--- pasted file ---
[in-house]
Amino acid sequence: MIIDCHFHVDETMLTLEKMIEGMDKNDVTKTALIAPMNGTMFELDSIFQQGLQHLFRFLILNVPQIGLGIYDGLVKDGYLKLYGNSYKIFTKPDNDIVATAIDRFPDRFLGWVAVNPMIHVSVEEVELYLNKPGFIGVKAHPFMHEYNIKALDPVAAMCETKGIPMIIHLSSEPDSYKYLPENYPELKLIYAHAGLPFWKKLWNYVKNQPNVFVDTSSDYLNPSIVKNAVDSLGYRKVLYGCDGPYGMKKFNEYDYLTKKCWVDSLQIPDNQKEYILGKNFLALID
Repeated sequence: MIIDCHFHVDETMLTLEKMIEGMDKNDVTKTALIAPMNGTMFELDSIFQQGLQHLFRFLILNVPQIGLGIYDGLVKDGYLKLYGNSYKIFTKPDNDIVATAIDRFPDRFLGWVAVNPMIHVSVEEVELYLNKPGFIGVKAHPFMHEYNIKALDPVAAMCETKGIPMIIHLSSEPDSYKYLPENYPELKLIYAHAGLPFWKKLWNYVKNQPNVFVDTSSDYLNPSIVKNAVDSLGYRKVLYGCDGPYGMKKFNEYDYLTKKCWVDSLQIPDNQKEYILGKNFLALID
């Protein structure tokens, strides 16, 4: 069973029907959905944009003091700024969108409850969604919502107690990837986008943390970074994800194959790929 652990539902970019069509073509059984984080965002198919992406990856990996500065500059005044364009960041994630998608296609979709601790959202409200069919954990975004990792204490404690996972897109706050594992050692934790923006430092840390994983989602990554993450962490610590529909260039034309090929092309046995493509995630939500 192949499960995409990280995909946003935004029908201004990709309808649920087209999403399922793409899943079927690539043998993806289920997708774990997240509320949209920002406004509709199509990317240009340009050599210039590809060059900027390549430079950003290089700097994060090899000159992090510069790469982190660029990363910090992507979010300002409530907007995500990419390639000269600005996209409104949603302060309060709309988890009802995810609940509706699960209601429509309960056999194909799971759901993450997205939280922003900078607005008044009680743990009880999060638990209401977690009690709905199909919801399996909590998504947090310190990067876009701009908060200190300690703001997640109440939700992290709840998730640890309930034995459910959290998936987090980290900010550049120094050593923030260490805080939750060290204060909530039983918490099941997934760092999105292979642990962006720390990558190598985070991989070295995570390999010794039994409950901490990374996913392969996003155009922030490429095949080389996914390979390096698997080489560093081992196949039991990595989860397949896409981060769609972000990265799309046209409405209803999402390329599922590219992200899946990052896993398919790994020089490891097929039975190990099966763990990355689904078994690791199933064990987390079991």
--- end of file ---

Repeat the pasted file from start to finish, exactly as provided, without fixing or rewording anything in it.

[in-house]
Amino acid sequence: MIIDCHFHVDETMLTLEKMIEGMDKNDVTKTALIAPMNGTMFELDSIFQQGLQHLFRFLILNVPQIGLGIYDGLVKDGYLKLYGNSYKIFTKPDNDIVATAIDRFPDRFLGWVAVNPMIHVSVEEVELYLNKPGFIGVKAHPFMHEYNIKALDPVAAMCETKGIPMIIHLSSEPDSYKYLPENYPELKLIYAHAGLPFWKKLWNYVKNQPNVFVDTSSDYLNPSIVKNAVDSLGYRKVLYGCDGPYGMKKFNEYDYLTKKCWVDSLQIPDNQKEYILGKNFLALID
Repeated sequence: MIIDCHFHVDETMLTLEKMIEGMDKNDVTKTALIAPMNGTMFELDSIFQQGLQHLFRFLILNVPQIGLGIYDGLVKDGYLKLYGNSYKIFTKPDNDIVATAIDRFPDRFLGWVAVNPMIHVSVEEVELYLNKPGFIGVKAHPFMHEYNIKALDPVAAMCETKGIPMIIHLSSEPDSYKYLPENYPELKLIYAHAGLPFWKKLWNYVKNQPNVFVDTSSDYLNPSIVKNAVDSLGYRKVLYGCDGPYGMKKFNEYDYLTKKCWVDSLQIPDNQKEYILGKNFLALID
């Protein structure tokens, strides 16, 4: 069973029907959905944009003091700024969108409850969604919502107690990837986008943390970074994800194959790929 652990539902970019069509073509059984984080965002198919992406990856990996500065500059005044364009960041994630998608296609979709601790959202409200069919954990975004990792204490404690996972897109706050594992050692934790923006430092840390994983989602990554993450962490610590529909260039034309090929092309046995493509995630939500 192949499960995409990280995909946003935004029908201004990709309808649920087209999403399922793409899943079927690539043998993806289920997708774990997240509320949209920002406004509709199509990317240009340009050599210039590809060059900027390549430079950003290089700097994060090899000159992090510069790469982190660029990363910090992507979010300002409530907007995500990419390639000269600005996209409104949603302060309060709309988890009802995810609940509706699960209601429509309960056999194909799971759901993450997205939280922003900078607005008044009680743990009880999060638990209401977690009690709905199909919801399996909590998504947090310190990067876009701009908060200190300690703001997640109440939700992290709840998730640890309930034995459910959290998936987090980290900010550049120094050593923030260490805080939750060290204060909530039983918490099941997934760092999105292979642990962006720390990558190598985070991989070295995570390999010794039994409950901490990374996913392969996003155009922030490429095949080389996914390979390096698997080489560093081992196949039991990595989860397949896409981060769609972000990265799309046209409405209803999402390329599922590219992200899946990052896993398919790994020089490891097929039975190990099966763990990355689904078994690791199933064990987390079991």